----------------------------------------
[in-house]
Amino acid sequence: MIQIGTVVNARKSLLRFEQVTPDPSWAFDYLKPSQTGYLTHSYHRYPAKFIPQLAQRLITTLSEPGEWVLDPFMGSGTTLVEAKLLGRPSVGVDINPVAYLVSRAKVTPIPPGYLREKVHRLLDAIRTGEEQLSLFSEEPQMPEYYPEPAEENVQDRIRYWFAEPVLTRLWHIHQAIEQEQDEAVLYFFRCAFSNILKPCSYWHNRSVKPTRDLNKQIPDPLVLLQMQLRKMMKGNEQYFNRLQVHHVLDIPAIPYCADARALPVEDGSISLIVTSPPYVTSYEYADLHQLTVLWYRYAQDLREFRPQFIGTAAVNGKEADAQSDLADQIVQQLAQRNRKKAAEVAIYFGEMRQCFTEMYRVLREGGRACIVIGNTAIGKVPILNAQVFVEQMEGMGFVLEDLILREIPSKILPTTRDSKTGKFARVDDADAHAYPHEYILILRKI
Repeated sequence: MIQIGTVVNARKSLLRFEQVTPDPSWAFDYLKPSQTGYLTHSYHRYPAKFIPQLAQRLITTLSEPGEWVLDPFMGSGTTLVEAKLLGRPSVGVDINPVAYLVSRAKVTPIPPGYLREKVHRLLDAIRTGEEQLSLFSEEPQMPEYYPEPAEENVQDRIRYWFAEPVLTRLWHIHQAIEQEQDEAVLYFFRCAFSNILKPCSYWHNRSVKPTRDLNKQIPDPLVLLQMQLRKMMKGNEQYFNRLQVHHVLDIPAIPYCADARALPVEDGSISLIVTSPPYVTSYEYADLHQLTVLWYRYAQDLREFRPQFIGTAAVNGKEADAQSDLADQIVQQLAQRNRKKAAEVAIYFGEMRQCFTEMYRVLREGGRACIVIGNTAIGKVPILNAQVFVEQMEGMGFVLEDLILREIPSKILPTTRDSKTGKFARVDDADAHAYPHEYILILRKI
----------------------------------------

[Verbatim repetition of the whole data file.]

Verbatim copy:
[in-house]
Amino acid sequence: MIQIGTVVNARKSLLRFEQVTPDPSWAFDYLKPSQTGYLTHSYHRYPAKFIPQLAQRLITTLSEPGEWVLDPFMGSGTTLVEAKLLGRPSVGVDINPVAYLVSRAKVTPIPPGYLREKVHRLLDAIRTGEEQLSLFSEEPQMPEYYPEPAEENVQDRIRYWFAEPVLTRLWHIHQAIEQEQDEAVLYFFRCAFSNILKPCSYWHNRSVKPTRDLNKQIPDPLVLLQMQLRKMMKGNEQYFNRLQVHHVLDIPAIPYCADARALPVEDGSISLIVTSPPYVTSYEYADLHQLTVLWYRYAQDLREFRPQFIGTAAVNGKEADAQSDLADQIVQQLAQRNRKKAAEVAIYFGEMRQCFTEMYRVLREGGRACIVIGNTAIGKVPILNAQVFVEQMEGMGFVLEDLILREIPSKILPTTRDSKTGKFARVDDADAHAYPHEYILILRKI
Repeated sequence: MIQIGTVVNARKSLLRFEQVTPDPSWAFDYLKPSQTGYLTHSYHRYPAKFIPQLAQRLITTLSEPGEWVLDPFMGSGTTLVEAKLLGRPSVGVDINPVAYLVSRAKVTPIPPGYLREKVHRLLDAIRTGEEQLSLFSEEPQMPEYYPEPAEENVQDRIRYWFAEPVLTRLWHIHQAIEQEQDEAVLYFFRCAFSNILKPCSYWHNRSVKPTRDLNKQIPDPLVLLQMQLRKMMKGNEQYFNRLQVHHVLDIPAIPYCADARALPVEDGSISLIVTSPPYVTSYEYADLHQLTVLWYRYAQDLREFRPQFIGTAAVNGKEADAQSDLADQIVQQLAQRNRKKAAEVAIYFGEMRQCFTEMYRVLREGGRACIVIGNTAIGKVPILNAQVFVEQMEGMGFVLEDLILREIPSKILPTTRDSKTGKFARVDDADAHAYPHEYILILRKI